2006: Full circle for Canizares
From the time Alejandro Canizares stepped on the Arizona State campus and began his college career in early 2003, many thought it would be no more than a brief stop before a professional career. Those feelings grew even stronger after the talented Spaniard won two tournaments in his eight starts that spring, including the NCAA Championship, and was named a first-team All-American and Division I Freshman of the Year.
It certainly appeared he would join the pro ranks sooner rather than later, and frankly, if the decision had been totally up to Canizares, he might have.
“I’m sure a lot of people thought he would leave school early and turn professional,” Arizona State coach Randy Lein said. “But if you knew his parents, you knew he was going to be here and get his degree.”
Alejandro’s mother, Felicidad, and father, Champions Tour player Jose Maria Canizares, were bound and determined their son would finish what he started.
This month, Alejandro graduates after 31⁄2 years with a 3.9 grade point average and winds down his golf career with the Sun Devils, hopefully by making another big splash at the NCAA Championship.
“Golf has always been the first thing for me,” Canizares said. “But it is rewarding to get my degree. My parents, especially my dad, always stressed that fact. It hasn’t been easy between golf and school, but I’m glad I did it. I feel I’m more mature as a player and a person now.
“My dad has always been a big influence on me. He pushed me to make the decision to come here (United States) and go to school and play college golf. He doesn’t get to see me play a lot, but we talk a great deal. I consult him in just about everything I do. We don’t always agree on some things, but we always talk.”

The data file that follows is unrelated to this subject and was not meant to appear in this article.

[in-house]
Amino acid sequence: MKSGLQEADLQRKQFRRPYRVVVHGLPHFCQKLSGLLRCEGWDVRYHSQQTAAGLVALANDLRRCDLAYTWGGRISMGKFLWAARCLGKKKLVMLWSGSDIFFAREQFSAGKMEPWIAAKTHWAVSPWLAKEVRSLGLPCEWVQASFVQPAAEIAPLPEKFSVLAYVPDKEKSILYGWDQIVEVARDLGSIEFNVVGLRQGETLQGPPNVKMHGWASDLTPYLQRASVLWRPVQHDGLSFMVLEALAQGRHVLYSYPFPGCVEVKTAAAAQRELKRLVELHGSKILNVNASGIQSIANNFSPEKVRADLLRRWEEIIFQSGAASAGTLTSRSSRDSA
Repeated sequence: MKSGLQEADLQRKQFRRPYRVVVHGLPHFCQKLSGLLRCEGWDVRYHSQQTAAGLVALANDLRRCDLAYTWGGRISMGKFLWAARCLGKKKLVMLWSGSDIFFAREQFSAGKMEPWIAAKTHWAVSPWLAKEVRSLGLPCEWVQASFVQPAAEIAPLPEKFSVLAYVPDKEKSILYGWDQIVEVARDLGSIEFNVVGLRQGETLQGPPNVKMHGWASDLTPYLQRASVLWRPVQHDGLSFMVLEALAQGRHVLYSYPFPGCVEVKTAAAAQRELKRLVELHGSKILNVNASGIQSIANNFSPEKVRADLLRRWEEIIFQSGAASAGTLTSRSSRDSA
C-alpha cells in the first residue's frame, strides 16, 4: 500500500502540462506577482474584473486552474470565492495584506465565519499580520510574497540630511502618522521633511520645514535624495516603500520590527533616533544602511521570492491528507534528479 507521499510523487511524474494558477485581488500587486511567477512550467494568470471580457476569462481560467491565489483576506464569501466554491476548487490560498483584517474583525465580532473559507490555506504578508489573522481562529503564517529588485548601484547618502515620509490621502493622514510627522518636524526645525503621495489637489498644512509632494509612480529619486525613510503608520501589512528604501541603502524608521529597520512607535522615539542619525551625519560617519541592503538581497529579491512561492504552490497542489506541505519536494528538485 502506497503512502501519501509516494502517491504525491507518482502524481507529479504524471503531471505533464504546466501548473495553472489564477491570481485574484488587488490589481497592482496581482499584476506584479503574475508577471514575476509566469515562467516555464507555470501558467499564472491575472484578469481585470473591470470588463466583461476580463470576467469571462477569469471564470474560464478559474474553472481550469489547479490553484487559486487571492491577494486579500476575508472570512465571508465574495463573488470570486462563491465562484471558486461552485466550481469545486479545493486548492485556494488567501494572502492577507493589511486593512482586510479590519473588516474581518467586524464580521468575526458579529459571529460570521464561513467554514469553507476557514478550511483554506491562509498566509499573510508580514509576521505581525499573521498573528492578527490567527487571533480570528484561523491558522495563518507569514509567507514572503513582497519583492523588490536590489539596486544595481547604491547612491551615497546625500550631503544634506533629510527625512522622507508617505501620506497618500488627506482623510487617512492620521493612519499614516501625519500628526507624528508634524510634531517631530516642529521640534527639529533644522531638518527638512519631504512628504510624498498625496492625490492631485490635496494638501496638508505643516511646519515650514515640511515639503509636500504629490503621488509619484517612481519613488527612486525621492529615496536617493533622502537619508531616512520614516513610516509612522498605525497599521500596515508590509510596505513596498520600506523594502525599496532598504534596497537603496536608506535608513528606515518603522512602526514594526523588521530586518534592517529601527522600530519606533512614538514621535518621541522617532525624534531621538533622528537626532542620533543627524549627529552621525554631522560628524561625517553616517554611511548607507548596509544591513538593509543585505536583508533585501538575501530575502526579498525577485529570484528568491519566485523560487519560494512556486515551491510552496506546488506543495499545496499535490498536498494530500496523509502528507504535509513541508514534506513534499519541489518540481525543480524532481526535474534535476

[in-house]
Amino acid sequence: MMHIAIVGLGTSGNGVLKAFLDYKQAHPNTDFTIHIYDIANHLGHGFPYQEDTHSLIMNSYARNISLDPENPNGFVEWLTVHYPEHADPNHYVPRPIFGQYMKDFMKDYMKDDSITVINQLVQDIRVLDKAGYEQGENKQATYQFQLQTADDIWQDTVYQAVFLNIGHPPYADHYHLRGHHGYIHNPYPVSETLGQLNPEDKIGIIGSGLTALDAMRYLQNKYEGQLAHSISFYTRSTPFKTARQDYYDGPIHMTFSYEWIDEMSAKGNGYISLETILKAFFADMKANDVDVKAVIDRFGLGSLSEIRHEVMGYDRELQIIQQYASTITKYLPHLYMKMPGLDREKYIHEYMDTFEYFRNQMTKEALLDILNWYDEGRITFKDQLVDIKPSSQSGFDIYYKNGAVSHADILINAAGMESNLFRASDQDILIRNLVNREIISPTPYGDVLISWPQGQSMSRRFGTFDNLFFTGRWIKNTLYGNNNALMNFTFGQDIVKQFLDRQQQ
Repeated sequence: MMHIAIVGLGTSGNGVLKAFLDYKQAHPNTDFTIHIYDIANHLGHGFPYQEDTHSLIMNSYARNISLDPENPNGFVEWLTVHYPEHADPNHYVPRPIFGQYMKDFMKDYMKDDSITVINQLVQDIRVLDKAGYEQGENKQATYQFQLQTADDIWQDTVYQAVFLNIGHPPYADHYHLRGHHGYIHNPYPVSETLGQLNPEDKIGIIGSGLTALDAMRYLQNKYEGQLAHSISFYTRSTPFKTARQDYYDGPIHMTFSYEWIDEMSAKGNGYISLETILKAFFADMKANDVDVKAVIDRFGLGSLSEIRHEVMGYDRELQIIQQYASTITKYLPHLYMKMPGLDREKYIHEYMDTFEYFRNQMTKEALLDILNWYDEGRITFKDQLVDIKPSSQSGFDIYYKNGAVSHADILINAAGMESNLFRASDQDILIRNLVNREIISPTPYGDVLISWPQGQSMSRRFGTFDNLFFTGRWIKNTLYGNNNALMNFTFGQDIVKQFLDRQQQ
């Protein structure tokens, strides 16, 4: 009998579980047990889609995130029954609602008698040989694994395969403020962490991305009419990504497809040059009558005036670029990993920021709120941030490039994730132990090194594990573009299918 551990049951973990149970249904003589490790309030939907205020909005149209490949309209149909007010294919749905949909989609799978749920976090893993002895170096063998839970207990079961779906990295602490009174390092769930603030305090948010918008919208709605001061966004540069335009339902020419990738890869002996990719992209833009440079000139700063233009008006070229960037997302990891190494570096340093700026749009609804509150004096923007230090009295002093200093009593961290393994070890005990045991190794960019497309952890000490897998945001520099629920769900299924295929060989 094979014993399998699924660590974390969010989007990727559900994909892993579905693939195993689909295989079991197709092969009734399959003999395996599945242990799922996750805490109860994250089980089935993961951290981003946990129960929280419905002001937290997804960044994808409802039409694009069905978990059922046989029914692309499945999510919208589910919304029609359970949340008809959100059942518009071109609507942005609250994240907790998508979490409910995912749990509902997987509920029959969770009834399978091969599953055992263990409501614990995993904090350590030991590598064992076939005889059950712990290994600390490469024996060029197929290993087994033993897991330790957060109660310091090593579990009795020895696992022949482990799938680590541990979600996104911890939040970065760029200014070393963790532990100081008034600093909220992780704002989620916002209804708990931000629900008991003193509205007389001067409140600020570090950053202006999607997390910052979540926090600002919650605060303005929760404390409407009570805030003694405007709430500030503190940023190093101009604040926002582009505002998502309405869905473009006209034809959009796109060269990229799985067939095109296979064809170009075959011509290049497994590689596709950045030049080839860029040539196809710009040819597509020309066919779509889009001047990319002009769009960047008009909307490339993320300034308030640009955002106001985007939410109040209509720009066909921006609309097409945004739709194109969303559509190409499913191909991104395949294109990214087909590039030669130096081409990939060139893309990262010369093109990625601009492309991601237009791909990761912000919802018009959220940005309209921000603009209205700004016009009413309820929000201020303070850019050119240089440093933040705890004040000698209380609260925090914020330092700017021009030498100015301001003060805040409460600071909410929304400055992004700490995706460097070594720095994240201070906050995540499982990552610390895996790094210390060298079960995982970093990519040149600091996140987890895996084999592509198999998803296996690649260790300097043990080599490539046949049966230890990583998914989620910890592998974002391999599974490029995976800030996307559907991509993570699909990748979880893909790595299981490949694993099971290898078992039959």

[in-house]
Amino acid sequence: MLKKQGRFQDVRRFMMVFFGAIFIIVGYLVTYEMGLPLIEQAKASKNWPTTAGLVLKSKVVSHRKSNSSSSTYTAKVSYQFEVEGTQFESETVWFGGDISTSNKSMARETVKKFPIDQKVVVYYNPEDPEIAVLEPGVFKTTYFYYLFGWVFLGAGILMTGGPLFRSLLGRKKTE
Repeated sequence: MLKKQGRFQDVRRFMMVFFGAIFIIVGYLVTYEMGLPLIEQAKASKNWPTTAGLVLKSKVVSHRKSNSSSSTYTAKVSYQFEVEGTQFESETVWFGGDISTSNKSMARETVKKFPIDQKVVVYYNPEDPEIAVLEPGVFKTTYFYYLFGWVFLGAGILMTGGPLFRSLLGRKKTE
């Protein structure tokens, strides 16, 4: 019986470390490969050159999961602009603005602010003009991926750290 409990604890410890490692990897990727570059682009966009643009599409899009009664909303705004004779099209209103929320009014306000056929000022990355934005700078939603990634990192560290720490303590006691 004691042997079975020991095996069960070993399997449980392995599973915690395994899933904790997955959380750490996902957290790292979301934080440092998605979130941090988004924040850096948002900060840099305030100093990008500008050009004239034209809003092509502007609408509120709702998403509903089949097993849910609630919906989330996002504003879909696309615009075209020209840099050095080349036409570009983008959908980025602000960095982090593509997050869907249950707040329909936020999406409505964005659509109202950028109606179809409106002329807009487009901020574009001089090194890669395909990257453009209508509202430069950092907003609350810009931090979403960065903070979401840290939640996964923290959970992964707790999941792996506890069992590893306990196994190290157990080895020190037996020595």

For Canizares, who plans to turn professional early this summer, it has been a career filled with highs and lows. Even though he has won six titles and has 21 top-10 finishes, he has at times seemed to slip below most people’s radar.
One reason has been a lack of consistency.
Canizares won three tournaments last season, the last coming in February in Puerto Rico. After that, however, he had one top 10 in his last seven starts and twice finished out of the top 30. This season he has had five top-5 finishes but no other finishes between sixth and 15th.
“I know I have to work on staying focused all the time,” Canizares said. “When I’m far from the lead, I kind of lose interest. For me it’s not the same kind of golf when I’m not leading or in the top 5.”
“When he’s in the hunt, his focus is a lot sharper,” said the veteran ASU coach. “If he’s having a so-so tournament, he’s still trying, but you can tell he’s not as turned on about it. The thing about Alejandro is he doesn’t make many mental mistakes and he doesn’t hit really bad shots. He’s always in the game, but when he’s in contention, he’s really in the game.”
When he’s in that state, you don’t see a smile on his face, but rather a serious, intense look that led one manufacturing representative to tag him “Mr. Bitter-man.”
The nickname does elicit a grin from Canizares.
“I don’t speak a lot when I play,” he said. “Maybe it’s because I’m a little shy; maybe it’s because I don’t speak the language well. Actually, if you see me smiling (on the course), I’m usually not playing well. When I am playing well, I’m not smiling because I’m so focused on my golf.”
Canizares is hoping he won’t be smiling much this NCAA postseason.
“When I played in my first NCAA, I really didn’t know how big a deal it was,” said Canizares, who shot 1-under 287 to prevail at Karsten Creek in Stillwater, Okla. “After I won it, I realized it was a huge win.”
The victory also raised his expectation level.
“I put a lot of pressure on myself after that,” he said. “I expected more of myself. Maybe I still do. That’s
why these last two tournaments are so important to me.
“I don’t feel I’ve really played as well as I could have overall in my college career. It’s been good, but it could have been better. I really want to play well to finish up and use that as a good start to my pro career.”
Canizares said he probably would play in the British Amateur in June, then represent Europe for the fourth consecutive year in the Palmer Cup, a Ryder Cup-style competition between collegians from America and Europe.
“After that, I’ll just see what happens,” Canizares said. “I’m not sure if I’ll come back and try to play here (professionally) or stay in Europe and try to play there.”
Regardless of when and where he turns pro, it will happen a couple of years later than most people figured.